Geo-Mapping May Pinpoint Areas with High Prescription Opioid Use


Pinpointing opioid hot spots can create targeted prevention and treatment efforts.

Researchers from the University of Delaware have been using geo-mapping to combat the opioid epidemic that has been a growing problem in the United States.

Investigators are using geo-mapping to carefully dissect each neighborhood to identify where the use of prescription fentanyl, and other opioids are prevalent.

“Most research on the epidemic has focused on individual prescribers and patients, but that approach overlooks community-level and structural factors that might be important,” said lead researcher Tammy Anderson, PhD.

In a study that will be presented at the 111th Annual Meeting of the American Sociological Association, researchers analyzed changes in use over time, and the difference in the prescribing rate between fentanyl and other opioids. Their preliminary findings show that fentanyl prescriptions have remained stable from 2013 to 2014, but the prescription rate for other opioids increased significantly.

They also found that women in Delaware were prescribed opioids at a higher rate than men during this time. Researchers discovered that patients over 50-years-old had the biggest increases in all opioid prescriptions.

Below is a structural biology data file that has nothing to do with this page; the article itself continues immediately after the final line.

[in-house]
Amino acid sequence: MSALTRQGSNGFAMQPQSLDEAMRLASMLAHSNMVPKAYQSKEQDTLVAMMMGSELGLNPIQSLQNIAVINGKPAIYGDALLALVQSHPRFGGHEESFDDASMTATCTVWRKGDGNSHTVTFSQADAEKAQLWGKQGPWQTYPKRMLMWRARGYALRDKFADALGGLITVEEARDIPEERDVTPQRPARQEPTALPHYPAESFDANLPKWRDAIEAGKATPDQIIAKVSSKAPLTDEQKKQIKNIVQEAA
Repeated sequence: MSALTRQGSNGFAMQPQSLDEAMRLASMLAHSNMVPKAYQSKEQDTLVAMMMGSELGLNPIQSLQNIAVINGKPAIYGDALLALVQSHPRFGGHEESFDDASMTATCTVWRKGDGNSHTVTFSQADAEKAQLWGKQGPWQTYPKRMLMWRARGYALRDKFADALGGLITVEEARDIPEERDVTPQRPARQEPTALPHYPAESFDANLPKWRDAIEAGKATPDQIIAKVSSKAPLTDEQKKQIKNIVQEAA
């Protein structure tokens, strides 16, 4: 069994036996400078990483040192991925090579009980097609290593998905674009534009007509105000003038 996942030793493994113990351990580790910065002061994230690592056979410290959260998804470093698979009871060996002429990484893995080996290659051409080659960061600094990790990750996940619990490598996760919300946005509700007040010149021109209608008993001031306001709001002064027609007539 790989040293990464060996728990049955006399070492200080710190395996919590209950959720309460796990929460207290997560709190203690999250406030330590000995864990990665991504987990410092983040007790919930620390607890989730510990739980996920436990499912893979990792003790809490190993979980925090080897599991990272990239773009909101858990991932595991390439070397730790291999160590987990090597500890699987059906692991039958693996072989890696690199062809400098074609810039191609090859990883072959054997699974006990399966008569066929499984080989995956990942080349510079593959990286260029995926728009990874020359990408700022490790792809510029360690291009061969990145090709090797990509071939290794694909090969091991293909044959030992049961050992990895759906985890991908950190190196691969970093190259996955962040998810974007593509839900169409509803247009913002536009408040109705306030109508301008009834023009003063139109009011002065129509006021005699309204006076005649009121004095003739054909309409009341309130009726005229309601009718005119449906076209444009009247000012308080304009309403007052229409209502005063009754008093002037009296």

This finding was especially prevalent in the southern part of the state, according to the study. Interestingly, rural neighborhoods were more likely to have high rates of opioid prescriptions compared with more urban areas, combatting the notion that opioid misuse is typically found in urban areas.

Researchers also found that low socioeconomic status was associated with a higher prescription rate especially among patients over 50-years-old.

After the mapping and analysis concludes in 4 to 5 years, researchers hope to further explore the opioid “hot spots” they discovered, and conduct interviews to dive deeper into the epidemic. This could potentially lead to targeted prevention and treatment efforts, according to the study.

“It's not very cost-effective to put your resources into areas that don't have much of a problem,” Dr Anderson said. “You want to target the areas that need the most help. Pinpointing neighborhood level risk factors for opiate-related problems -- and where they occur -- can help other states prioritize areas for intervention with existing problems as well as effectively respond to future epidemics.”

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